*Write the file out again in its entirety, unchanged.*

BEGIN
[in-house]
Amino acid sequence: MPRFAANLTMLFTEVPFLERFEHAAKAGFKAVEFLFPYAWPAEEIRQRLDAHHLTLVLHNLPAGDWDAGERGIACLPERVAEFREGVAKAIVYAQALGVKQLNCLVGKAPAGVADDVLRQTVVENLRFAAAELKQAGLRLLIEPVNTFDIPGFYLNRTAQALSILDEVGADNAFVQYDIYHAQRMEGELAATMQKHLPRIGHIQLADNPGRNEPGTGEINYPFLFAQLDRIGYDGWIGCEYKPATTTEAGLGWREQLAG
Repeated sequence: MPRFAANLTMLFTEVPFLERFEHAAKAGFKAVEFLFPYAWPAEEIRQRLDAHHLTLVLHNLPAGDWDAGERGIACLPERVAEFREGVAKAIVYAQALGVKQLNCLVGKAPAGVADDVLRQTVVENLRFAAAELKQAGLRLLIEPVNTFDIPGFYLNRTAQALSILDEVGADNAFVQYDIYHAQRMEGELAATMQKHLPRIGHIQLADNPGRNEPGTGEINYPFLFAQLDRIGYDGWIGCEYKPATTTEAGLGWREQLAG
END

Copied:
[in-house]
Amino acid sequence: MPRFAANLTMLFTEVPFLERFEHAAKAGFKAVEFLFPYAWPAEEIRQRLDAHHLTLVLHNLPAGDWDAGERGIACLPERVAEFREGVAKAIVYAQALGVKQLNCLVGKAPAGVADDVLRQTVVENLRFAAAELKQAGLRLLIEPVNTFDIPGFYLNRTAQALSILDEVGADNAFVQYDIYHAQRMEGELAATMQKHLPRIGHIQLADNPGRNEPGTGEINYPFLFAQLDRIGYDGWIGCEYKPATTTEAGLGWREQLAG
Repeated sequence: MPRFAANLTMLFTEVPFLERFEHAAKAGFKAVEFLFPYAWPAEEIRQRLDAHHLTLVLHNLPAGDWDAGERGIACLPERVAEFREGVAKAIVYAQALGVKQLNCLVGKAPAGVADDVLRQTVVENLRFAAAELKQAGLRLLIEPVNTFDIPGFYLNRTAQALSILDEVGADNAFVQYDIYHAQRMEGELAATMQKHLPRIGHIQLADNPGRNEPGTGEINYPFLFAQLDRIGYDGWIGCEYKPATTTEAGLGWREQLAG